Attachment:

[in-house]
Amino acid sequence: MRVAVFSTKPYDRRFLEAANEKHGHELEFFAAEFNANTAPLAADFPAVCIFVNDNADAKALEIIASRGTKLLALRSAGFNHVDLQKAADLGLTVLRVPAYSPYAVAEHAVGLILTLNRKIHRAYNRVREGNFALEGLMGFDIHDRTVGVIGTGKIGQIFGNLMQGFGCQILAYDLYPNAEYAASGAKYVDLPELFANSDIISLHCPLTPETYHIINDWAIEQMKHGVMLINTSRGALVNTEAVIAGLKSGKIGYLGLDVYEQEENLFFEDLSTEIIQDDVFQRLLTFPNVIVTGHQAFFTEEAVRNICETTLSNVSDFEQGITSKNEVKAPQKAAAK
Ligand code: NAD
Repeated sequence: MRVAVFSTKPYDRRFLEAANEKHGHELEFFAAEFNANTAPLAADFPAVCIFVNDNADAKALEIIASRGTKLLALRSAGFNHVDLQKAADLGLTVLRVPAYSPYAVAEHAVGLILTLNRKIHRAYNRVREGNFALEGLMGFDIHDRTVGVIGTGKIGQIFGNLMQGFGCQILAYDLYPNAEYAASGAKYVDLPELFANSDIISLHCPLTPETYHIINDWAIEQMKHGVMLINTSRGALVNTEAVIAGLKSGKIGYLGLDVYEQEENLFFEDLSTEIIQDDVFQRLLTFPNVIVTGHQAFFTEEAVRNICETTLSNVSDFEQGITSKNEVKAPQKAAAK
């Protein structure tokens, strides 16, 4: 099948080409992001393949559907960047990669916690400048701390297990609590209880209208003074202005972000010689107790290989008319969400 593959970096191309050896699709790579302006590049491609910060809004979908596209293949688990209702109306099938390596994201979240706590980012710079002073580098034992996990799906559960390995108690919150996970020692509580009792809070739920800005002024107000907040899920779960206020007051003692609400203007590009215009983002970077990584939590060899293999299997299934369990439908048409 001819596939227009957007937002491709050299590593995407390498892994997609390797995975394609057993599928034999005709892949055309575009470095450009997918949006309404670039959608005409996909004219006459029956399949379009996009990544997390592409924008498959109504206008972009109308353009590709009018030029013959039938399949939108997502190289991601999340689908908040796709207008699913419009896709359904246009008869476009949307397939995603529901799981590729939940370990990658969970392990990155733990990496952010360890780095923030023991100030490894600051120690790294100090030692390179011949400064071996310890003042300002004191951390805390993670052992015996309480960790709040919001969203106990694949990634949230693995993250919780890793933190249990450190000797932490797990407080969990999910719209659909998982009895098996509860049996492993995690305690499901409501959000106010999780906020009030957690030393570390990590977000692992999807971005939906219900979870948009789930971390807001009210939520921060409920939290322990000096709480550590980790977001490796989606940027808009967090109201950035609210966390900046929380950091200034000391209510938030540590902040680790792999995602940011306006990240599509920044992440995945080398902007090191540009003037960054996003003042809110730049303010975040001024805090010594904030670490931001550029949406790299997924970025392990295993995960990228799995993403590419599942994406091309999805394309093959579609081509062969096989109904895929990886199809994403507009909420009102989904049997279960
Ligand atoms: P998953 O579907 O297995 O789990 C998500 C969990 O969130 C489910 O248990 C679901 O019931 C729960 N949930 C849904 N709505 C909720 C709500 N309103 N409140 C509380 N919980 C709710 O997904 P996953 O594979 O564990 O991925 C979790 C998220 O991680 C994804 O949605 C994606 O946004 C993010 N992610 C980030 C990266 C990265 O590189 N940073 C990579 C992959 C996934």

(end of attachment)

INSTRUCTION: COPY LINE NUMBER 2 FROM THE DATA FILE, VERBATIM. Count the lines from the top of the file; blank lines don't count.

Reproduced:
Amino acid sequence: MRVAVFSTKPYDRRFLEAANEKHGHELEFFAAEFNANTAPLAADFPAVCIFVNDNADAKALEIIASRGTKLLALRSAGFNHVDLQKAADLGLTVLRVPAYSPYAVAEHAVGLILTLNRKIHRAYNRVREGNFALEGLMGFDIHDRTVGVIGTGKIGQIFGNLMQGFGCQILAYDLYPNAEYAASGAKYVDLPELFANSDIISLHCPLTPETYHIINDWAIEQMKHGVMLINTSRGALVNTEAVIAGLKSGKIGYLGLDVYEQEENLFFEDLSTEIIQDDVFQRLLTFPNVIVTGHQAFFTEEAVRNICETTLSNVSDFEQGITSKNEVKAPQKAAAK